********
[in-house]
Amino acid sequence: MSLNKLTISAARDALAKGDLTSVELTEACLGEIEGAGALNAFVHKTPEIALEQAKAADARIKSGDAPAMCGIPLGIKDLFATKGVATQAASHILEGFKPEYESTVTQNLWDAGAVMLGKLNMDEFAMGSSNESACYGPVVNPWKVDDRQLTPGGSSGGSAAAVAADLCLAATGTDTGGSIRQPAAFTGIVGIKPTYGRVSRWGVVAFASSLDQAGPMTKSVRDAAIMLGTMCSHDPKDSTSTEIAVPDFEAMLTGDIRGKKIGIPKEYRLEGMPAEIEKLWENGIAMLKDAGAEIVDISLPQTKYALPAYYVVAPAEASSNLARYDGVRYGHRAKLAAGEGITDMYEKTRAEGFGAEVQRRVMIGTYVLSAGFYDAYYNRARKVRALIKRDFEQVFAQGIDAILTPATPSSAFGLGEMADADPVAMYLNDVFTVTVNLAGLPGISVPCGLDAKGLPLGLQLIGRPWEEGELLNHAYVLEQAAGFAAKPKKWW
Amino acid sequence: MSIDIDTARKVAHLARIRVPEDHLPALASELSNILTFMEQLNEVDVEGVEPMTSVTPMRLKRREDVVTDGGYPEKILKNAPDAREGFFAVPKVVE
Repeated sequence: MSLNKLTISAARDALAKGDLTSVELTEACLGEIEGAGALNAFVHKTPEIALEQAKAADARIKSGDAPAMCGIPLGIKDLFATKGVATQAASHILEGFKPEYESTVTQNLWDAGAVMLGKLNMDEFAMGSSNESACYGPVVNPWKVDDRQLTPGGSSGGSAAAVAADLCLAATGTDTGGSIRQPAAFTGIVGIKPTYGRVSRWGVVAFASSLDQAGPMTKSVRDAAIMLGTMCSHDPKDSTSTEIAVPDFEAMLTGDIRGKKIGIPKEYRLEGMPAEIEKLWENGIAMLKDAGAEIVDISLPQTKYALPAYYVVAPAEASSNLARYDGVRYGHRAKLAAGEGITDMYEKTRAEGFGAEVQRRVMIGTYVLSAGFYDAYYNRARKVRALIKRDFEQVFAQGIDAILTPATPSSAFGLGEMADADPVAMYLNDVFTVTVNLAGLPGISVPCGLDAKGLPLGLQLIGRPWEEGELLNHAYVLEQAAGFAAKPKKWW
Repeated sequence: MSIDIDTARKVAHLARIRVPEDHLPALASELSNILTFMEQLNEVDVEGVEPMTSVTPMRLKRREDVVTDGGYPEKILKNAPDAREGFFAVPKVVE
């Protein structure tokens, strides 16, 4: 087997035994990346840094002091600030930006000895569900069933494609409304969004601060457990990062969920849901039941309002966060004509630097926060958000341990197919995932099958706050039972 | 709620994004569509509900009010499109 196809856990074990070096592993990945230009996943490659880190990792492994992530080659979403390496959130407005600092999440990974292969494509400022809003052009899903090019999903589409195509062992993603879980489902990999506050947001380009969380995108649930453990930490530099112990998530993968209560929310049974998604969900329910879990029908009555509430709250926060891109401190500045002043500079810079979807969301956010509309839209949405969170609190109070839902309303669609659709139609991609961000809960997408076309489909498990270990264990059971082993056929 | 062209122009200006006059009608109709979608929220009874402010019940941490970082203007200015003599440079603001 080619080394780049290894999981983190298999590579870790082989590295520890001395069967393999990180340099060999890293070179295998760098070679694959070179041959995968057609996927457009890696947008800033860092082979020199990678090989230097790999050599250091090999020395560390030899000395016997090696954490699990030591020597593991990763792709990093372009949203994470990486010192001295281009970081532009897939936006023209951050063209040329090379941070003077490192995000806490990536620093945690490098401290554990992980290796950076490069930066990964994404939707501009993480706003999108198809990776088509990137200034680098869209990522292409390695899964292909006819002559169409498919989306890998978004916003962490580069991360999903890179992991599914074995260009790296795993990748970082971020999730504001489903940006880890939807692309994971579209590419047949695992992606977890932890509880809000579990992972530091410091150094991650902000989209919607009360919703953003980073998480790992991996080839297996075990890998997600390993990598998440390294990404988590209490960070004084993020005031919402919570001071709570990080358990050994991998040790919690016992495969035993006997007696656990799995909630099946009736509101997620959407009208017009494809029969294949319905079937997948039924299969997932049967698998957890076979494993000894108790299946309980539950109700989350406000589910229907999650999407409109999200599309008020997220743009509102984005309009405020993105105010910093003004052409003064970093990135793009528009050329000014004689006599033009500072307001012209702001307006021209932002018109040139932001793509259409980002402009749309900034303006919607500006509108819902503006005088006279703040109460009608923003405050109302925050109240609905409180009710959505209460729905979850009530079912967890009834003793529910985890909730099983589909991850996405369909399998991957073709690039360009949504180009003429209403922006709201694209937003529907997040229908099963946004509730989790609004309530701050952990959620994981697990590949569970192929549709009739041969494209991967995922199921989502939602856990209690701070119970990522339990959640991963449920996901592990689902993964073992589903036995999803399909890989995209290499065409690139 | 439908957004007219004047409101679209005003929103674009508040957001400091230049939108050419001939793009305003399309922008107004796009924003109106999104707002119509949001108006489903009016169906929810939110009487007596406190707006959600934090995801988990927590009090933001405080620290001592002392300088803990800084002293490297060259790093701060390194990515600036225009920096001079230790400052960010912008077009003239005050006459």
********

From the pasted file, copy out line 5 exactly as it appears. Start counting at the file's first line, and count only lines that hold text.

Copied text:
Repeated sequence: MSIDIDTARKVAHLARIRVPEDHLPALASELSNILTFMEQLNEVDVEGVEPMTSVTPMRLKRREDVVTDGGYPEKILKNAPDAREGFFAVPKVVE